This last week has been hard on all of us. And very very confusing.
Our poor baby cut his first teeth. You know how when you read an article about teething it mentions all these associated symptoms like diarrhea and diaper rash and fussiness and even potentially low grade fever? Then it usually goes on to say that those symptoms may not be associated with teething at all so check with your doctor because there may be something else going on?
Clearly, there were teeth cutting through the gum. I could feel and see them. I could also see (and feel) an increase in drool production. I thought the more frequent loose stools were related to that. They weren’t really watery. Then there was the diaper rash. Our first ever. We felt like bad parents. It wasn’t just red…it was blistering. We cringed ever time we looked at it or had to clean it. But clearly the diaper rash was from pooping 10 times a day, right? And our son didn’t feel like eating because his gums hurt, right? And those little red bumps on his hands were from chewing them, right?
It’s now become obvious that he has hand, foot and mouth disease. HFMD is going around his daycare right now so it seems a safe bet. Rashes in the genital region are common in HFMD which alleviates some of our diaper-rash guilt.
The treatment for HFMD is symptomatic and supportive: hydration, pain and fever management and time. But this begs the question…
How can you tell if your pre-verbal child is in pain?
Contrary to my UT post, I have been treating my son with over-the-counter analgesics for the last few days. I am an anesthesiologist. Taking away pain is a huge part of my identity and when I think about my son being in pain and unable to tell me about it, I feel physically ill.
Pain – The Fifth Vital Sign
In 1995, the president of the American Pain Society, Dr James Campbell, described pain as “the fifth vital sign.” Pain is the number one reason why people seek medical care and yet it is often overlooked and poorly treated. When nursing was just starting to develop as a profession, it was realized that regular measurement of patients’ vital signs (heart rate, respiratory rate, blood pressure and temperature and, once it was available in the ’80s, pulse oximetry reading) was able to identify patients whose condition was deteriorating before they, well, collapsed. Dr Campbell felt that if pain was formally assessed in a standardized manner every time the vitals were assessed, then we would be well on our way to identifying pain in a timely manner and be able to treat it appropriately. If you’ve ever been a patient in a hospital, you might have experienced this. After having your vitals taken, the nurse asks you to rate your pain from 0-10 (a simple numeric scale). Your rating is charted on a special pain assessment form. If you rate > 4 in my hospital, the nurse is obligated to offer you some pain medication. Whether or not you take it is up to you.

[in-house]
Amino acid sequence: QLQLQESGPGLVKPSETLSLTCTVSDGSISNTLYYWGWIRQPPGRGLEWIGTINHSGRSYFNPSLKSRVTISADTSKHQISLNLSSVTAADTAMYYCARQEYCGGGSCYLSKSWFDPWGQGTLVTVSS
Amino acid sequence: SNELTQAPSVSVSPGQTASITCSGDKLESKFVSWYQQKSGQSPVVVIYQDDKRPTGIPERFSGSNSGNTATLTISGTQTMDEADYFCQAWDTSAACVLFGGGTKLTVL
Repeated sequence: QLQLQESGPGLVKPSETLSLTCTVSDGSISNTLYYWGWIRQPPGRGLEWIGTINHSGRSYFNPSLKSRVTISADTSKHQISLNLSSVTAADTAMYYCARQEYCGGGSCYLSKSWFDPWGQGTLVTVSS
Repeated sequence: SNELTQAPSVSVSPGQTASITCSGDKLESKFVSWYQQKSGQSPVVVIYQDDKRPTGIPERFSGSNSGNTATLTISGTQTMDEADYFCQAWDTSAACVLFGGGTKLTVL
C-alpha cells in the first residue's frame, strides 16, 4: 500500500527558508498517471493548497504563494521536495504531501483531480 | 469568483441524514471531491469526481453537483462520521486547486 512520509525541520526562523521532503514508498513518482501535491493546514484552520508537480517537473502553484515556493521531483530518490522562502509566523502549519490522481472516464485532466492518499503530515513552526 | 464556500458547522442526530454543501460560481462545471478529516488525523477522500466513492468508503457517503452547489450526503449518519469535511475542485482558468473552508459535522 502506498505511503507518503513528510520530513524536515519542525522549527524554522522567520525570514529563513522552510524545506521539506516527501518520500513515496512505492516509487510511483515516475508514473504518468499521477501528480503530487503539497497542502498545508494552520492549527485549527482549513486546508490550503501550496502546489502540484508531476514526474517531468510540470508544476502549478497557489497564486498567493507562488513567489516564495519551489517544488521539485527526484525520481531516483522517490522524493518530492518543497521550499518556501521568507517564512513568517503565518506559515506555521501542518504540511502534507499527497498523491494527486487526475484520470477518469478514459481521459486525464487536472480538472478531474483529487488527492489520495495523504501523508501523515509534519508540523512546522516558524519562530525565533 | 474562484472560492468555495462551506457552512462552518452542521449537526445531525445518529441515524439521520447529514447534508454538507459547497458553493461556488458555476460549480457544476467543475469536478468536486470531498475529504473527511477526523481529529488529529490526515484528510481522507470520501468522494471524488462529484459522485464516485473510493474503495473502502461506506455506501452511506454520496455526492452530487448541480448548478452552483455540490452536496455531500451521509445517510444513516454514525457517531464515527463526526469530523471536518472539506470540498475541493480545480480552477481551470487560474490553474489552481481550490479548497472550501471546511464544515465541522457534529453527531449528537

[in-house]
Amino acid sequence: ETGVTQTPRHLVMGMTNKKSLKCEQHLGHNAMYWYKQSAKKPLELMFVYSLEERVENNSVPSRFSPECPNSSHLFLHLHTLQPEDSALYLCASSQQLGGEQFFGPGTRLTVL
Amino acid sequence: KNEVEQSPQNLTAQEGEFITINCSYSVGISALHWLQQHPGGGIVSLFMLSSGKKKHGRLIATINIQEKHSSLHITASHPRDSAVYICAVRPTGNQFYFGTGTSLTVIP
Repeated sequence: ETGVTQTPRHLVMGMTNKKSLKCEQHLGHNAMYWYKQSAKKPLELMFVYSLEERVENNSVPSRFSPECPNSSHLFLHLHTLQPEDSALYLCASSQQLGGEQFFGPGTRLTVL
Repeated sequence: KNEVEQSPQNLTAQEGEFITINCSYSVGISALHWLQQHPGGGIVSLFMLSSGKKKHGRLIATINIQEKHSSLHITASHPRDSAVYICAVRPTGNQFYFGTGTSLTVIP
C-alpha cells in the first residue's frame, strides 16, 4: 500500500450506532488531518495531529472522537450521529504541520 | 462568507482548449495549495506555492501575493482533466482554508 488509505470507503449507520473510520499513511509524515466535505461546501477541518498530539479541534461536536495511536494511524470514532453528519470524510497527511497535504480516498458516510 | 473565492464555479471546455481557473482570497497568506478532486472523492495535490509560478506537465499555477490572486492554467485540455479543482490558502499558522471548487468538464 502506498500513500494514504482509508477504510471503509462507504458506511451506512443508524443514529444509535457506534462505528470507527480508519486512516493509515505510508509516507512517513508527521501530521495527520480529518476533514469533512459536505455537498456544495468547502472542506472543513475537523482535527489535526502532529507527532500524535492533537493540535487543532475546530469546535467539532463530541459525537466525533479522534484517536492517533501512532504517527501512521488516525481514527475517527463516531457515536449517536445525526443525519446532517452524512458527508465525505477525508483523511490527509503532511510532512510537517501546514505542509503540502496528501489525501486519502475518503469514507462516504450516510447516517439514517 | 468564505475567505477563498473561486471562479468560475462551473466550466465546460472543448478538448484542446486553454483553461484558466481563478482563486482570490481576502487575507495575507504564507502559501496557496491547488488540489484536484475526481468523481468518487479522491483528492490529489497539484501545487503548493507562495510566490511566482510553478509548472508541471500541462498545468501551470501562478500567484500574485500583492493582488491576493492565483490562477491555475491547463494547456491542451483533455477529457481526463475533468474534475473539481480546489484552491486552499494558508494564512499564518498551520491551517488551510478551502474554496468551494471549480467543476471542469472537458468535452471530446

When I was in medical school, I was taught that children younger than 4 couldn’t be relied on to tell you where it hurt, not even by pointing. At young ages many of them just aren’t able to use words to express what they are feeling. Often they will point to their tummy. Everything is a tummy ache. An ear infection is a tummy ache. A sore throat is a tummy ache. Appendicitis is a tummy ache. A headache is a tummy ache.
However, children as young as 3 or 4 can use developmentally appropriate self-reporting pain tools. They may be able to “colour the pain” on a picture of a person to show you where it hurts even if they can’t express it in words.
In children this age, we commonly use the Faces scale or a simple visual-analog scale (VAS) (easy to find using google), both of which can also be used at home
Preschoolers and young children in pain may view it as a punishment. They need lots of verbal and physical reassurance as well as analgesics when they are in pain.
Developmentally, toddlers and infants don’t yet have the tools to “tell” us when they are in pain or to rate its severity for us. We have to rely on their behaviours and, in the hospital, vital signs. Toddlers in pain may have trouble sleeping. They may “guard” the painful body part. They may exhibit aggressive or regressive, withdrawn behaviour. They may scream and cry. Infants cry and may be inconsolable. They may be hypersensitive or irritable. They often flail, arch their backs or appear rigid. They may draw their knees up to their chest. They also have difficulty sleeping. They may refuse to eat.
In the hospital we use the FLACC or RILEY pain scales which have been validated for young children for both medical and surgical pain (again, I suggest google if you want details).
When my son was in the throes of HFMD he easily scored a 5 or 6 on the FLACC scale and a 6 on the Riley scale. A dose of baby acetaminophen later and he scored zero.
Now I have HFMD and, based on what I am feeling, I am very very glad that I gave my son some simple over-the-counter analgesics!